Filed under: Family Day Trips, Historic Places & Landmarks, Nature & Wildlife, The Road Less Traveled
In the Footsteps of Lewis & Clark: the Headwaters of the Missouri River–Part 1
A few years back we took a road trip to Montana. Along the way we encountered hot springs, geysers, fumaroles, bison, elk, both living and true ghost towns and a great deal of history. Little did we know, even more adventure awaited. Further along our adventure in Montana, while awaiting the opening of the West Yellowstone entrance to Yellowstone Park, we chanced to travel to the small town of Three Forks, Montana to investigate what it had to offer. Expecting another sleepy little town, much to our surprise we experienced a lesson in history in the process.
The town was so named as it is located at the confluence of the Jefferson, Madison and Gallatin Rivers which combine to form the Missouri River to create the longest river in the United States. The confluence was discovered by Lewis and Clark in July, 1805, who named the rivers after the President of the United States and the Secretaries of the Treasury and State, having previously named rivers after the Secretaries of War and the Navy. This was decided only after they agreed that it was inappropriate to name either of them the Missouri, after the large river they combined to create, none being significantly larger than the others.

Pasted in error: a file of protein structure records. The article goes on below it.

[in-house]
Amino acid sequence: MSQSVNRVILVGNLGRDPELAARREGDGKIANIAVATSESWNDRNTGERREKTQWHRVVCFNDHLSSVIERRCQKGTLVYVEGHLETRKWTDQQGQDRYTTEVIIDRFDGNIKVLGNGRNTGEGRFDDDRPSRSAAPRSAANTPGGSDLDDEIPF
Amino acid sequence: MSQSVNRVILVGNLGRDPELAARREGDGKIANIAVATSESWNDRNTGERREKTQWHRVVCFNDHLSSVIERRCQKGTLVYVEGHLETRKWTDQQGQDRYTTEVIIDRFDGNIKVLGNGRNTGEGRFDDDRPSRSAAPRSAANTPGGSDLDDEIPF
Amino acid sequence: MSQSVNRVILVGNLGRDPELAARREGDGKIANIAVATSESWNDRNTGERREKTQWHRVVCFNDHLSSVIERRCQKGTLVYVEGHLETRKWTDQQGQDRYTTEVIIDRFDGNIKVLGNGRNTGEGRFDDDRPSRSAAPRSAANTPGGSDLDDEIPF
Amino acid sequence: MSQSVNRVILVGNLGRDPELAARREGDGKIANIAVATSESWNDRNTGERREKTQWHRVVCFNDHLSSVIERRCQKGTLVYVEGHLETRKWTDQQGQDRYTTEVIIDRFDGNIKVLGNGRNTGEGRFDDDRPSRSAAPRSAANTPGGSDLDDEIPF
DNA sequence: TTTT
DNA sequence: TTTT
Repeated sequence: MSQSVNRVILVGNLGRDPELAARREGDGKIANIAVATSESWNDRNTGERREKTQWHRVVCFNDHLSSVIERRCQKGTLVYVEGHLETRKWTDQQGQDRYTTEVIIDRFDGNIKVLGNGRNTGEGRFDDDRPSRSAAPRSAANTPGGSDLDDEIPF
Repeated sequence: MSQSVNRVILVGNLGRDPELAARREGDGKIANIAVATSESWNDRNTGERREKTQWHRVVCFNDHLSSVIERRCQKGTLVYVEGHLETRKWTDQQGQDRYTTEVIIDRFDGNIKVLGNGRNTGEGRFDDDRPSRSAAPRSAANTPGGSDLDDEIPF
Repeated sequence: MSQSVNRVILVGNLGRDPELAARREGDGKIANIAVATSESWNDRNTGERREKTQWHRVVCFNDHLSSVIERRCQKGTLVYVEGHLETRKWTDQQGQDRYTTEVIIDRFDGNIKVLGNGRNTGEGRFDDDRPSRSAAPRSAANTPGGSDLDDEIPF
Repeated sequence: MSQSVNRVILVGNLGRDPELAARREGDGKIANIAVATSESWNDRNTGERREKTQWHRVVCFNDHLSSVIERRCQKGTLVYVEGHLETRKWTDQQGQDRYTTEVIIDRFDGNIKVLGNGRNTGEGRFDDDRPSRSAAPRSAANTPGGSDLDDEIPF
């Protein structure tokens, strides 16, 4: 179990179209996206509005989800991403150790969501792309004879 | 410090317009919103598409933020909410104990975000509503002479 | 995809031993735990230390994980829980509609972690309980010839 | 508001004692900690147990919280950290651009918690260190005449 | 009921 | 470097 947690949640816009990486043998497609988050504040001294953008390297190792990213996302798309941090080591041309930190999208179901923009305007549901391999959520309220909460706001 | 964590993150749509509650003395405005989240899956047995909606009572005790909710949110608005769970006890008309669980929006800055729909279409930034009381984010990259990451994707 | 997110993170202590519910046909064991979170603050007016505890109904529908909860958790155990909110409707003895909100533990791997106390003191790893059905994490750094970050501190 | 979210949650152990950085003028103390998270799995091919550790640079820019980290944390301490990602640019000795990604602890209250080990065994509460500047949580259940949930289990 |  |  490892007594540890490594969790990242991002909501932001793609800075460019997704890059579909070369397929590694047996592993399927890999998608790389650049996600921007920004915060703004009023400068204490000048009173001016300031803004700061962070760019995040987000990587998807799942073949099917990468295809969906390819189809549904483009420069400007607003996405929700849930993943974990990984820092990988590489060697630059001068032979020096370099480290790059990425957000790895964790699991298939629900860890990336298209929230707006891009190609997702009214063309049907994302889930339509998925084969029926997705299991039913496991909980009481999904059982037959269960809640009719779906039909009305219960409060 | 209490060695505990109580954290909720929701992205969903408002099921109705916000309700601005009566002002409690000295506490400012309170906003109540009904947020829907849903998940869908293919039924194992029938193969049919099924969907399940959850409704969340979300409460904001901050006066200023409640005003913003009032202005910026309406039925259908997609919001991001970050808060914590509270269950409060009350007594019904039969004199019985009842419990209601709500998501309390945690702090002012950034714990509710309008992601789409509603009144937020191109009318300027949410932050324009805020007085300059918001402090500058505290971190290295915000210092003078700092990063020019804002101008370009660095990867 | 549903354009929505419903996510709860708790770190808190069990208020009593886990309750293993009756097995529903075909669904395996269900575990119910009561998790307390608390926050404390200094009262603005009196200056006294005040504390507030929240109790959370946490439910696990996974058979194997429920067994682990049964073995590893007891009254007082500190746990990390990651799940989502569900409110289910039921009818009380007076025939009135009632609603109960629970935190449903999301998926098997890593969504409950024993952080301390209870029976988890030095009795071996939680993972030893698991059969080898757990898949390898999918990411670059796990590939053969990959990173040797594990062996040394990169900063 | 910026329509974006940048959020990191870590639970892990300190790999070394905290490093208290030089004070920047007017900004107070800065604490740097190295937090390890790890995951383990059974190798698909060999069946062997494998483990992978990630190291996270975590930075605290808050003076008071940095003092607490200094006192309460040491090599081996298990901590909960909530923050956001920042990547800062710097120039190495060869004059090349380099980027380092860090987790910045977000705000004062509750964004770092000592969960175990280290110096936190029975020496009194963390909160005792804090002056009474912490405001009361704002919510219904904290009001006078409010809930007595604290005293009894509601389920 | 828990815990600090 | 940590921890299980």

The southwest fork, which ascended to join the others, was named in honor of Thomas Jefferson; the middle fork was named after James Madison and the southeast fork was named after Albert Gallatin. The Madison and Jefferson are 90 yards wide and the Gallatin is a bit smaller, only measuring 70 years in width, but all are substantial bodies of water.
It was, indeed, quite an amazing site, seeing these three large rivers come together to form an even larger one, the mighty Missouri. Even the kids were impressed, though when we initially arrived, they appreciated neither the significance nor the history of where we were standing. Missouri Headwaters State Park marks the official start of the Missouri River and includes the Three Forks of the Missouri National Historic Landmark.
Read more about Montana camping and things to do in Montana.